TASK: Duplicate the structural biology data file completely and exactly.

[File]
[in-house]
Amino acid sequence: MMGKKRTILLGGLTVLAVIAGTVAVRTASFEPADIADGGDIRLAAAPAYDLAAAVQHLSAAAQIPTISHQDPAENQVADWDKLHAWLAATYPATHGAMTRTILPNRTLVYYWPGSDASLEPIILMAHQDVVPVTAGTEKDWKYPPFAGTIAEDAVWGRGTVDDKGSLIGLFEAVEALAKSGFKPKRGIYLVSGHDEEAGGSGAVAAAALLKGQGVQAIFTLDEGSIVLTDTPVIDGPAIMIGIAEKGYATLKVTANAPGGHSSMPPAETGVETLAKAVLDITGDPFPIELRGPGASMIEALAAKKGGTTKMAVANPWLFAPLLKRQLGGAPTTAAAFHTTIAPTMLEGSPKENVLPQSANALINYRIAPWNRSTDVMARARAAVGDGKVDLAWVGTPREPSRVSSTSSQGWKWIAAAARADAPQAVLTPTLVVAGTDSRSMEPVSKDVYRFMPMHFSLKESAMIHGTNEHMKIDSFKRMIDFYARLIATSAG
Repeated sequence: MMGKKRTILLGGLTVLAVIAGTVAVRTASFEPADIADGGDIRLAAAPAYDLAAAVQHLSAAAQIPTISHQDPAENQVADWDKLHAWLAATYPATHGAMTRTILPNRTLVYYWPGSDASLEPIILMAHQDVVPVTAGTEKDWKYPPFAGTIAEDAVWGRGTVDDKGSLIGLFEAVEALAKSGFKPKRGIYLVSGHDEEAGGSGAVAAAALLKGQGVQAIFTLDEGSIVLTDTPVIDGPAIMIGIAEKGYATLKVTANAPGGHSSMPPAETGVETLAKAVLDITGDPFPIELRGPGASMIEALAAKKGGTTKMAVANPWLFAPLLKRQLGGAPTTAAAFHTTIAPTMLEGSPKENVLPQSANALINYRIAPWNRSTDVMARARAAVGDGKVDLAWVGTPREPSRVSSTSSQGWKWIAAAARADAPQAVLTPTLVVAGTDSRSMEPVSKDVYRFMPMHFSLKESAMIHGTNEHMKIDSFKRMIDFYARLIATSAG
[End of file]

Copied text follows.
[in-house]
Amino acid sequence: MMGKKRTILLGGLTVLAVIAGTVAVRTASFEPADIADGGDIRLAAAPAYDLAAAVQHLSAAAQIPTISHQDPAENQVADWDKLHAWLAATYPATHGAMTRTILPNRTLVYYWPGSDASLEPIILMAHQDVVPVTAGTEKDWKYPPFAGTIAEDAVWGRGTVDDKGSLIGLFEAVEALAKSGFKPKRGIYLVSGHDEEAGGSGAVAAAALLKGQGVQAIFTLDEGSIVLTDTPVIDGPAIMIGIAEKGYATLKVTANAPGGHSSMPPAETGVETLAKAVLDITGDPFPIELRGPGASMIEALAAKKGGTTKMAVANPWLFAPLLKRQLGGAPTTAAAFHTTIAPTMLEGSPKENVLPQSANALINYRIAPWNRSTDVMARARAAVGDGKVDLAWVGTPREPSRVSSTSSQGWKWIAAAARADAPQAVLTPTLVVAGTDSRSMEPVSKDVYRFMPMHFSLKESAMIHGTNEHMKIDSFKRMIDFYARLIATSAG
Repeated sequence: MMGKKRTILLGGLTVLAVIAGTVAVRTASFEPADIADGGDIRLAAAPAYDLAAAVQHLSAAAQIPTISHQDPAENQVADWDKLHAWLAATYPATHGAMTRTILPNRTLVYYWPGSDASLEPIILMAHQDVVPVTAGTEKDWKYPPFAGTIAEDAVWGRGTVDDKGSLIGLFEAVEALAKSGFKPKRGIYLVSGHDEEAGGSGAVAAAALLKGQGVQAIFTLDEGSIVLTDTPVIDGPAIMIGIAEKGYATLKVTANAPGGHSSMPPAETGVETLAKAVLDITGDPFPIELRGPGASMIEALAAKKGGTTKMAVANPWLFAPLLKRQLGGAPTTAAAFHTTIAPTMLEGSPKENVLPQSANALINYRIAPWNRSTDVMARARAAVGDGKVDLAWVGTPREPSRVSSTSSQGWKWIAAAARADAPQAVLTPTLVVAGTDSRSMEPVSKDVYRFMPMHFSLKESAMIHGTNEHMKIDSFKRMIDFYARLIATSAG